1st Ebola Patient Treated in US Shows Signs of Improvement, CDC Says

Dr. Kent Brantly, the first patient with the deadly virus to be treated on American soil, has shown signs of improvement, according to the Centers for Disease Control and Prevention.

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Dr. Kent Brantly; Nancy Writebol

11 Alive Atlanta Screenshot

Dr. Kent Brantly, a doctor who contracted Ebola in Liberia during a Christian mission before being flown back to the U.S. this past week for treatment, appears to be "improving," according to Dr. Thomas Frieden, who appeared on CBS' Face the Nation on Sunday.

"It's encouraging that he seems to be improving," Frieden, director of the Centers for Disease Control and Prevention, said of the 33-year-old American doctor's health. "That is really important, and we are hoping he will continue to improve."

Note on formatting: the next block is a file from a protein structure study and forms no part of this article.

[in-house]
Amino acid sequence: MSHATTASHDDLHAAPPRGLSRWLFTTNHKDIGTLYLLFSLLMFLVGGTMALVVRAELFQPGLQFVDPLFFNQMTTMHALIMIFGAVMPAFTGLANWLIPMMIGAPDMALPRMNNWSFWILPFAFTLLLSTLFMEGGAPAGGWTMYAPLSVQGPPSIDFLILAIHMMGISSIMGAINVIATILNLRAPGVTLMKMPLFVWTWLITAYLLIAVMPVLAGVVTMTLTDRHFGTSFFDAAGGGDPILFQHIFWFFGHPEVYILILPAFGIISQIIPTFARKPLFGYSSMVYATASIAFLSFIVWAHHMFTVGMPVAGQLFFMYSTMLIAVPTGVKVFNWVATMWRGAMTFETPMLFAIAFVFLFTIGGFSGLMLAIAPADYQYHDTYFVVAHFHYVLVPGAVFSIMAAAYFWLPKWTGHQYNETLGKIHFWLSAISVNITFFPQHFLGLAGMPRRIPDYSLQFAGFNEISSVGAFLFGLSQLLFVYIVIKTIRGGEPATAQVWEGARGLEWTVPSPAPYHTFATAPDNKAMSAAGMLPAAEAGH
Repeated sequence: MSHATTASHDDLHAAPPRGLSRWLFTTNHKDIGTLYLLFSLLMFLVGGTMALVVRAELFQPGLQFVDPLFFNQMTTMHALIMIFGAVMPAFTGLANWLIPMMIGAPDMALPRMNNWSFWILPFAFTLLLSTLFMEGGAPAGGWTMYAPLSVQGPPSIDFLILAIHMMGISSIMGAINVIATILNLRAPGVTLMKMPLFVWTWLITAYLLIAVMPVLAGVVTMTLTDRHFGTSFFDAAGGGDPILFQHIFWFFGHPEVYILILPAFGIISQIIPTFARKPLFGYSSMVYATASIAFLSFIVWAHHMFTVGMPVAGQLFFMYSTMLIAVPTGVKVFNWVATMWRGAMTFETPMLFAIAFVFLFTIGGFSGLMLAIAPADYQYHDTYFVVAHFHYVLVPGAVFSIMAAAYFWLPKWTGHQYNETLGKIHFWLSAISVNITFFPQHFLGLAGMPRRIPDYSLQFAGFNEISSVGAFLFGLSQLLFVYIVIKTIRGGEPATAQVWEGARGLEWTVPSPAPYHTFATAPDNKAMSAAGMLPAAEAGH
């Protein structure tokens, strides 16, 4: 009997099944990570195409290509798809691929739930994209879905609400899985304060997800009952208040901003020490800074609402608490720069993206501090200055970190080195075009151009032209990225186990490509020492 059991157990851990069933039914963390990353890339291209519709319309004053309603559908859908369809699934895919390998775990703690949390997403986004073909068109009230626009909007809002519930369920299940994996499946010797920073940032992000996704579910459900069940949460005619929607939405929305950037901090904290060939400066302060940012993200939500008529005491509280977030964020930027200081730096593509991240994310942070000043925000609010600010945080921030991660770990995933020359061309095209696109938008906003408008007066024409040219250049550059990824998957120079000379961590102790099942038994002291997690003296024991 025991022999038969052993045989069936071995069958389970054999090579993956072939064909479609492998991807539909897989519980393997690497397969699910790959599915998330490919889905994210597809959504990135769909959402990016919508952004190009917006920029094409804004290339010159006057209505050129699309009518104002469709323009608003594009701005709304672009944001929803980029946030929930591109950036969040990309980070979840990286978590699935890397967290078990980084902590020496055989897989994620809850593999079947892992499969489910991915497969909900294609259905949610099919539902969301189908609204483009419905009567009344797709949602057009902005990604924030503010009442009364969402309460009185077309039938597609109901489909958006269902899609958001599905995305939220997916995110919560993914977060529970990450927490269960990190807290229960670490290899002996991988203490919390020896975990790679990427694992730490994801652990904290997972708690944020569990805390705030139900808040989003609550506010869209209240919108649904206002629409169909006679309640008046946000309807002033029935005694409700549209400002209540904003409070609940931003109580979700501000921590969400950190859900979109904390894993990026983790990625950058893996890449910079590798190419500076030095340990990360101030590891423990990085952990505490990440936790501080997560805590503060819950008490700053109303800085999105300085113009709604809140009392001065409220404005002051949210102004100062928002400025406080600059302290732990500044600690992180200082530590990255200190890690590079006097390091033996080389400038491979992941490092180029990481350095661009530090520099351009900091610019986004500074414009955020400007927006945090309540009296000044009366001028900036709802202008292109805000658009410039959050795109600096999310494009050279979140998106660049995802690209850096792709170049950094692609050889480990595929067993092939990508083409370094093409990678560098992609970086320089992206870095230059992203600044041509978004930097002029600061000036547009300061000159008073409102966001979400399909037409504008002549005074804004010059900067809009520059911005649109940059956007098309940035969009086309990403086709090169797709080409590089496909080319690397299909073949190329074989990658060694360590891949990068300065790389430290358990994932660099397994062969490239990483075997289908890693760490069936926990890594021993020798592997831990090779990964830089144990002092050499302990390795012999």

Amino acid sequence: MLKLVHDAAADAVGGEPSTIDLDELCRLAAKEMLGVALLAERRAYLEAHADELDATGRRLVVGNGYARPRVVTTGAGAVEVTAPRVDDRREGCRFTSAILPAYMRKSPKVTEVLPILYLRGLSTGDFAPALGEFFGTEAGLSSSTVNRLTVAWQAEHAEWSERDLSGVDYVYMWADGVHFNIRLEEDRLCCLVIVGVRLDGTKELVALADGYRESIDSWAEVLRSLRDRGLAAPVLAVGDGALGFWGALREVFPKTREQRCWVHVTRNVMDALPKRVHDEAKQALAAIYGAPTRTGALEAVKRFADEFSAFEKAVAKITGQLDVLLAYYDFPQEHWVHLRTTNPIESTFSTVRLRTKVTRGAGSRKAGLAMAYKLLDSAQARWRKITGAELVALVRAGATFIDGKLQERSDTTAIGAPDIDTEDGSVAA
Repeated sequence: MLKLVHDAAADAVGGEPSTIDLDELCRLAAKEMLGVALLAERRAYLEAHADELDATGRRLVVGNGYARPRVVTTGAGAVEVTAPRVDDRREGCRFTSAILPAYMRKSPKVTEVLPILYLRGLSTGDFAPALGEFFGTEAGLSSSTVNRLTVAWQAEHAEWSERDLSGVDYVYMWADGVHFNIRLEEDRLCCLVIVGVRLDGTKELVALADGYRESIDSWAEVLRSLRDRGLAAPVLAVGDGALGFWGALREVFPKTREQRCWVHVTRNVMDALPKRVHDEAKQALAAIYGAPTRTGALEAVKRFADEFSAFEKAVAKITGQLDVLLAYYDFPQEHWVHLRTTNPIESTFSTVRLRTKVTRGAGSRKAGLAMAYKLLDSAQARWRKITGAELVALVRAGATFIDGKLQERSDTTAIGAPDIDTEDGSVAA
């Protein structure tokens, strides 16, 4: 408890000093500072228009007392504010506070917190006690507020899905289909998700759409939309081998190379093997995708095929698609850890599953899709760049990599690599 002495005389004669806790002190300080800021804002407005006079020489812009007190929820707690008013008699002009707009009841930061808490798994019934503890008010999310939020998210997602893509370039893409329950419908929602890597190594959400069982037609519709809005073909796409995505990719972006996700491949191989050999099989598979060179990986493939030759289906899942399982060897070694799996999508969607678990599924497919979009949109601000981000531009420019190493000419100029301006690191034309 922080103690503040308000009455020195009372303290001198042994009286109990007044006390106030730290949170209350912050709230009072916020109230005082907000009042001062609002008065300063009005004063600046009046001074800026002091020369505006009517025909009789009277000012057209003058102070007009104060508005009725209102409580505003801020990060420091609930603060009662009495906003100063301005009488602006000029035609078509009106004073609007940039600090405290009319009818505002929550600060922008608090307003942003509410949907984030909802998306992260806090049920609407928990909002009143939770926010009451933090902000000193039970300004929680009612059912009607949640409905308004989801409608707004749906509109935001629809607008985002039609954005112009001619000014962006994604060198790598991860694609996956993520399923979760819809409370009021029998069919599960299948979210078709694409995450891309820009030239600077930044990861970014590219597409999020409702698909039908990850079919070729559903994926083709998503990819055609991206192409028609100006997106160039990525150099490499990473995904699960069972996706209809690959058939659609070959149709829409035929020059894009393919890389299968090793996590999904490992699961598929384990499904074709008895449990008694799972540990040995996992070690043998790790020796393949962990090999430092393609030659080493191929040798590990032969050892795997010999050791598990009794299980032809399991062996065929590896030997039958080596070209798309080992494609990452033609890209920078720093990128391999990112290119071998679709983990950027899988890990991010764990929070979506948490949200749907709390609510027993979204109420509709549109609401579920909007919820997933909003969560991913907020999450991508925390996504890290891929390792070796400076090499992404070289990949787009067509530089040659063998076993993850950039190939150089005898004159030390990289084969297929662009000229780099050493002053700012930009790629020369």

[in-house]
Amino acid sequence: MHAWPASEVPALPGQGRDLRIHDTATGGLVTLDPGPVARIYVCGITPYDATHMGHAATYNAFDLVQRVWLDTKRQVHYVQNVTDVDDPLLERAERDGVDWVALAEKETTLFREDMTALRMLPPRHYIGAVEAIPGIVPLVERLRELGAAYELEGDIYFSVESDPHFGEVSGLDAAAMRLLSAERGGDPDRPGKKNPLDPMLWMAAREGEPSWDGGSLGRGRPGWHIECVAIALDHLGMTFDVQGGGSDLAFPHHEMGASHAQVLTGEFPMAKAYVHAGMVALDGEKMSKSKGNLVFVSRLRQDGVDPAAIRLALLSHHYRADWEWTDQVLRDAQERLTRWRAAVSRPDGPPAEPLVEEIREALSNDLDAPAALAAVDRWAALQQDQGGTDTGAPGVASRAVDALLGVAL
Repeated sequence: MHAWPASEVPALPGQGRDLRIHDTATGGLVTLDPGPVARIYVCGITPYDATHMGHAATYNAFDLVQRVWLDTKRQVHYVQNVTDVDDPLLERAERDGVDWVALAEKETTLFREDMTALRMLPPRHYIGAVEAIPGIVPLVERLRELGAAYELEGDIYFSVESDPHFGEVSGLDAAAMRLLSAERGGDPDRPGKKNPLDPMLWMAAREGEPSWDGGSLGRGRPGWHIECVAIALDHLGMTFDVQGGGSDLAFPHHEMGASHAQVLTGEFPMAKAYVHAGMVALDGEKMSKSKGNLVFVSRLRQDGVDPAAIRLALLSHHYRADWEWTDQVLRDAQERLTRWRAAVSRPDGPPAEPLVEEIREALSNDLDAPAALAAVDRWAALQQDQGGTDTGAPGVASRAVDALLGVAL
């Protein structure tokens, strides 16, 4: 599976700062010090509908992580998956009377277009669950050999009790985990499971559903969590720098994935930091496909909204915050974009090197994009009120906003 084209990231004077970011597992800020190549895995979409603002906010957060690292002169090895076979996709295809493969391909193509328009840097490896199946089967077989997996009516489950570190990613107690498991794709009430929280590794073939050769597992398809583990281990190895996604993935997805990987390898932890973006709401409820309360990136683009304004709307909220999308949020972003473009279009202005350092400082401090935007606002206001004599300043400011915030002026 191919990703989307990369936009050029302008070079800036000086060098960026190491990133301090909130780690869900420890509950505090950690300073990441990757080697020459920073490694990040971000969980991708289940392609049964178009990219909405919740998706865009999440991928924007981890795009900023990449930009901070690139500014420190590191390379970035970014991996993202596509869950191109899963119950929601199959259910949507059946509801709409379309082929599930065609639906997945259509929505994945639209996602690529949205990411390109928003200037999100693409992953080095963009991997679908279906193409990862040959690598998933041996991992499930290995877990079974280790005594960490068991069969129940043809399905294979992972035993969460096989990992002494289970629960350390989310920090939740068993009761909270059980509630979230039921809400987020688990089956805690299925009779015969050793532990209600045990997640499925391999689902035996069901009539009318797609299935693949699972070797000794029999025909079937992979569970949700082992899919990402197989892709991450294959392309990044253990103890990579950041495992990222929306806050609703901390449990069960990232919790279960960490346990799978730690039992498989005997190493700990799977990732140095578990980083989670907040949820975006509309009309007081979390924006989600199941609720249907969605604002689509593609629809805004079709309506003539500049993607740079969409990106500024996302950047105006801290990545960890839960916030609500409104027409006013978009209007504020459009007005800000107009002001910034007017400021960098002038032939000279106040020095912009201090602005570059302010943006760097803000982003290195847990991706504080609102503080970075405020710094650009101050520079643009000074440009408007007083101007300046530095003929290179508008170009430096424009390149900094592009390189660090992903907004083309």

According to CNN, Brantly received an experimental dose of serum before leaving Liberia. Upon entering the U.S. for treatment, he became the first person infected with the deadly virus to be cared for in the States. Brantly—soon to be joined by fellow missionary Nancy Writebol, who is expected to arrive in the U.S. on Tuesday—is being treated in a special isolation unit at Emory Hospital in Atlanta. Both Brantly and Writebol contracted the virus while trying to help stop the spread of Ebola in West Africa.

Brantly's wife, Amber, told CNN that she was "confident that he is receiving the very best care." She told the news station on Sunday that she "was able to see Kent today. He is in good spirits. He thanked everyone for their prayers and asked for continued prayer for Nancy Writebol's safe return and full recovery."

Frieden noted on Face the Nation that although Amber and the couple's daughter saw Brantly in Liberia, " ... they did not have contact with him when he was sick, so it does not appear that they would be at risk."

Read more at CBSNews.com and CNN.

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